Ampersand Mountain is a former fire tower summit that now stands guard over the northwestern corner of the High Peaks Wilderness. No tower is needed here for a view, because the bald rock knob that constitutes the summit provides an outstanding vista in all directions. To the north is the lake country of the Saranac and Saint Regis chains, and to the south and east is the mountainous wilderness interior. Few summits provide such good views of both.
The trail to Ampersand is best described as short and steep. The route follows the course of the original trail, a route that has been used for generations. It was created at a time when no one anticipated the long-term maintenance problems of erosion, or understood the best way to build a sustainable trail. It simply follows the most direct line to the summit and never flinches. Several years ago it was “modernized” with the installation of rock steps along many of the more problematic pitches, although it is not clear that these have been sufficient to end the erosion problem. Many hikers choose to hike beside the steps, and so the issue persists.
This is an immensely popular hike, and often the number of cars parked at the trailhead exceeds the capacity of the parking area. State land stewards are mulling options to relocate and enlarge the trailhead.
The trailhead is a prominent feature on NY 3 between the villages of Tupper Lake and Saranac Lake. You will find it on the north side of the highway 8.3 miles west of downtown Saranac or 12.5 miles east of downtown Tupper. A short trail to Middle Saranac Lake begins at this same location.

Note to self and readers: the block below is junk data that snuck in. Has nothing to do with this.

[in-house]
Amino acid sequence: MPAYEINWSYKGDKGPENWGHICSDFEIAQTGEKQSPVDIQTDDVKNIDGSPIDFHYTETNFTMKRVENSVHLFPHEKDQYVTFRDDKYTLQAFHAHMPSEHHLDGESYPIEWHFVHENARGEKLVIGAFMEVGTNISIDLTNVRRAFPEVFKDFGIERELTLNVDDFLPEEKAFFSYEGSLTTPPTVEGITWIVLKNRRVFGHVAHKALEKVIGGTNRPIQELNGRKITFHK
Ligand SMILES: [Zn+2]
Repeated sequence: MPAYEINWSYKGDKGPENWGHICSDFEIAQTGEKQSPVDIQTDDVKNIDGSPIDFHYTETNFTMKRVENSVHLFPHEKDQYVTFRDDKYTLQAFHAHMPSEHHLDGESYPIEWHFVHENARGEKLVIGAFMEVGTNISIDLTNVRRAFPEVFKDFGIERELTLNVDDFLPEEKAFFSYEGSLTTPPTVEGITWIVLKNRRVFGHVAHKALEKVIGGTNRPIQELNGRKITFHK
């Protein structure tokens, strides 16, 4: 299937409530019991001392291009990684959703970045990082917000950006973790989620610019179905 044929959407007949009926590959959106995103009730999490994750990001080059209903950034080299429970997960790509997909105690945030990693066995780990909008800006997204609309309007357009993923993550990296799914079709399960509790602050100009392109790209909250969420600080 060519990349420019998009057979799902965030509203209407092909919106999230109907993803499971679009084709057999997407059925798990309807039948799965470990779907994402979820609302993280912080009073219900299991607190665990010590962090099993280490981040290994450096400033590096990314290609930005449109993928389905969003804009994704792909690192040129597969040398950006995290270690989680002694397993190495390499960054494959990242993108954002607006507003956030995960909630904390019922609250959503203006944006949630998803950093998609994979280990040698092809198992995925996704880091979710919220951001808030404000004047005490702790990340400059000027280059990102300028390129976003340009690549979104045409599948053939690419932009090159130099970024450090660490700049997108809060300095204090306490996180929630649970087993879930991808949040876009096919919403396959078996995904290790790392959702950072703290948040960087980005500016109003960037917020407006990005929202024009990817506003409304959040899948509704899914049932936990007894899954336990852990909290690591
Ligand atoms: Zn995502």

The trail to Ampersand Mountain begins across the highway. The steep climbing does not begin right away, and in fact the first 1.6 miles of the trail are very pleasant. The route crosses Dutton Brook while you are still within earshot of the highway and then shoots southeast through a lowland forest that is tall and mature. The trail is reasonably dry despite the high traffic volumes, and it leads through several peaceful stands of hemlocks. There are small streams to step across, a patch of old blowdown where new growth shades the mossy remains of the fallen trees, and a birch tree with all of its roots standing well above the ground—left exposed when an old stump rotted away. Basically, the first part of this trail is all about the sheer joy of being in a wilderness forest.
Slowly you begin to climb, with the trail pulling near a small, unnamed stream. At 1.6 miles, or about 40 minutes from the highway, you reach a tiny clearing with the remains of a metal bedframe beside the trail. This was the site of the observer’s cabin from the days when Ampersand’s fire tower was manned every spring, summer, and fall. The watchman who slept here climbed the mountain every day. Other than a handful of artifacts, little remains of that cabin today.
The trail angles south here and continues climbing gently, but soon it becomes obvious that you have reached the mountain proper and have embarked on the main ascent. There is no getting around the fact that the slope is steep and relentless.